In nail and in tooth. That little sucker was absolutely gnawing on the gauntlets. Young as he was, he knew he was wild, and did not appreciate being handled for the transfer from bed to feeding carrier.
My friend gently installed him in the feeding carrier and I offered fresh minced raw chicken breast, which I thought would be better for him than cat food. The wildlife rehabilitator I had spoken to had recommended stew beef, but I didn't have any on hand. The chicken had been bought that day, and I rinsed it too, knowing that chicken can carry a good bacterial load.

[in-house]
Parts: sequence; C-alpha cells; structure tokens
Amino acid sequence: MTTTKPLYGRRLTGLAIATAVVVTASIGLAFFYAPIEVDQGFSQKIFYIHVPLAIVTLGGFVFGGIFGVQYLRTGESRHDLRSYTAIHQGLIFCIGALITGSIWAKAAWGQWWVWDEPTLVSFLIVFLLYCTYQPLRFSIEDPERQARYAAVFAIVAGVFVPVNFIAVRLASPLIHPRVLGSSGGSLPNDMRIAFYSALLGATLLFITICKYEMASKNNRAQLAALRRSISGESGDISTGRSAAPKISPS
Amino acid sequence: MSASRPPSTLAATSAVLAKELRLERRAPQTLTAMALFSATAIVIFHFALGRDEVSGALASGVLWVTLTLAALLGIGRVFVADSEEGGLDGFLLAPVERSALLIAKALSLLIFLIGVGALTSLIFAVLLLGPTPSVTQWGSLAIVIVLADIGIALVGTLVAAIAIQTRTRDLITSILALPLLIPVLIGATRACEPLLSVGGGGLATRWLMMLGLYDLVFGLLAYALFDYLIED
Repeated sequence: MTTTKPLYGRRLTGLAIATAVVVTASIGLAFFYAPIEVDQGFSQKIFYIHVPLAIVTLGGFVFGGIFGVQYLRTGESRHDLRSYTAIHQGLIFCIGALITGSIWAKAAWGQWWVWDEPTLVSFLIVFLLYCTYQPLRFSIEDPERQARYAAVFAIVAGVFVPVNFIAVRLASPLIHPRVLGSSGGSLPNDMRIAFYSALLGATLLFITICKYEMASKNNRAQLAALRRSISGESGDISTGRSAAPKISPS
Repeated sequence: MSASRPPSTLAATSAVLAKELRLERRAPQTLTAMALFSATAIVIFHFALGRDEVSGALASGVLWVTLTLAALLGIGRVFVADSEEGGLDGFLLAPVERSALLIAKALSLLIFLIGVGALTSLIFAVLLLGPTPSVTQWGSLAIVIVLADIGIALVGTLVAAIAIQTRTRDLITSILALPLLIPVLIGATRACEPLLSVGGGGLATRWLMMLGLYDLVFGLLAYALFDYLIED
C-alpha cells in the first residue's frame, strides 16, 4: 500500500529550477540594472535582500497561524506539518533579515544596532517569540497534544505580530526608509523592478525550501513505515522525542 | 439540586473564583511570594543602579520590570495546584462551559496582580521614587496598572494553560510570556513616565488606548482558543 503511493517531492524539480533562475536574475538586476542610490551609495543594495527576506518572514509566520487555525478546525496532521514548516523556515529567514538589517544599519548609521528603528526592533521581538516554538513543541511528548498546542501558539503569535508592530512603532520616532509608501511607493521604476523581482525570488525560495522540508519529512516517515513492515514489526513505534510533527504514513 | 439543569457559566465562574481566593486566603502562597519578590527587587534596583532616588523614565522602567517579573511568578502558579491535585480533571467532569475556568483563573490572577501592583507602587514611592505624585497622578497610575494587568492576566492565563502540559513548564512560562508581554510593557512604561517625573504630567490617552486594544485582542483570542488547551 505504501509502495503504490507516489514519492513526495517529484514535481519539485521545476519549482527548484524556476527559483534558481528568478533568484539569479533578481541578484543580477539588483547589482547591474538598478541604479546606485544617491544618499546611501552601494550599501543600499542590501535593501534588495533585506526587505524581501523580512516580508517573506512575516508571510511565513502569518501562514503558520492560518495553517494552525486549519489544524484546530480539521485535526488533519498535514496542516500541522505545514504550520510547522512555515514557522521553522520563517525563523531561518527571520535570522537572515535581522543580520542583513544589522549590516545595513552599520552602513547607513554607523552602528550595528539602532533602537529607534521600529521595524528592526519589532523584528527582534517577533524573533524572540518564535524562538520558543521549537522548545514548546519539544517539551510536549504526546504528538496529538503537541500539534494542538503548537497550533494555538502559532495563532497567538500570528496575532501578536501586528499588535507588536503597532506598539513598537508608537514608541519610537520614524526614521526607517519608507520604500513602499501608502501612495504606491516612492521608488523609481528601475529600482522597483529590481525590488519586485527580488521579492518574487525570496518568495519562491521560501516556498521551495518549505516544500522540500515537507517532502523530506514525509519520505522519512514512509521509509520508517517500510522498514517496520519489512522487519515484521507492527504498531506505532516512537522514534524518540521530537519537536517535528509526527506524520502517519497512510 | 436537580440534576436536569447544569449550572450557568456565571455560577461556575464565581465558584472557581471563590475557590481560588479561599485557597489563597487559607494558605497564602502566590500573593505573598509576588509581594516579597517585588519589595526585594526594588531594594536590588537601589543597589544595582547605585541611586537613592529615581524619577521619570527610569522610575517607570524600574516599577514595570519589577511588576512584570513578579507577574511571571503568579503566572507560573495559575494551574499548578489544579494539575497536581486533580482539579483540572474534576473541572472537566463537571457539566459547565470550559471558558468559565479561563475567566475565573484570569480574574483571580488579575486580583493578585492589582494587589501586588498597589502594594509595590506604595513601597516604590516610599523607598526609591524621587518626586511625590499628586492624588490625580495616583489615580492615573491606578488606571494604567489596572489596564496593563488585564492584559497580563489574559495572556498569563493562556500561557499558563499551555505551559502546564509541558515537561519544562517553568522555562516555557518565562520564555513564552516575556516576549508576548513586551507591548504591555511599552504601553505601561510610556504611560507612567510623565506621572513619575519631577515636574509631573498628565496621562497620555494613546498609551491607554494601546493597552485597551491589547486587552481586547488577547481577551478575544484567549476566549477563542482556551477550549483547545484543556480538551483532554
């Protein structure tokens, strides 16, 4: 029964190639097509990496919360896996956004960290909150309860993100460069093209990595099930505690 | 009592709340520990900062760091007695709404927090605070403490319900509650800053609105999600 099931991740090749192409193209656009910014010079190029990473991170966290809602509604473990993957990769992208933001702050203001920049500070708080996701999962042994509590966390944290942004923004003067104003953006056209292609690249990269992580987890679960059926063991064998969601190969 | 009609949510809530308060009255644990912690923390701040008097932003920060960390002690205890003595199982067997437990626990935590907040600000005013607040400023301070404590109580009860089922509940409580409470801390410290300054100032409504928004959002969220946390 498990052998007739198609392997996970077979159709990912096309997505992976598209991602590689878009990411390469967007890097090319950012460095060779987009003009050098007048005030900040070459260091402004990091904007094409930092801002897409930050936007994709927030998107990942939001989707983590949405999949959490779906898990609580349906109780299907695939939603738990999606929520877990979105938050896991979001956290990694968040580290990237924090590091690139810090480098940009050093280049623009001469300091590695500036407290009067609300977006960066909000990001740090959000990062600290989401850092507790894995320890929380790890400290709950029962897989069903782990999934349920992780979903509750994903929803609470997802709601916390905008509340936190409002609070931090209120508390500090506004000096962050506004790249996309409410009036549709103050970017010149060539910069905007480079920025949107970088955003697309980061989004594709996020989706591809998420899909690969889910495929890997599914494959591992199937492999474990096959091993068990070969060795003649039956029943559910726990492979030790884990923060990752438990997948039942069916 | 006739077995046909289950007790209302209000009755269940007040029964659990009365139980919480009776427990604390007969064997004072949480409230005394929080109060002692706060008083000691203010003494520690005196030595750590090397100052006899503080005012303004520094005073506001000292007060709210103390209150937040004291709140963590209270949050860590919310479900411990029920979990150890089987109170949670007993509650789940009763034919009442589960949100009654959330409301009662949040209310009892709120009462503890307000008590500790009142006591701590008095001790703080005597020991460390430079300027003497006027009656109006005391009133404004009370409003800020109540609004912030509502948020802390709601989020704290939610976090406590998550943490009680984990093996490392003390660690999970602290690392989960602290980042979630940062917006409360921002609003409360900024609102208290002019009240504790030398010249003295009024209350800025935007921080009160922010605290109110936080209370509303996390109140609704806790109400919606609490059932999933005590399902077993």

The bobkitten heartily approved of the diet change. My friends chuckled at his avid acceptance of the birdy offering. "He likes your cooking better!"
The first thing Eric Bear, our Washington County Wildlife Officer, asked when I phoned was, "Are you sure it's a bobcat? Does it have the white spots on back of its ears?" (He don't know me vewwy well, do he?)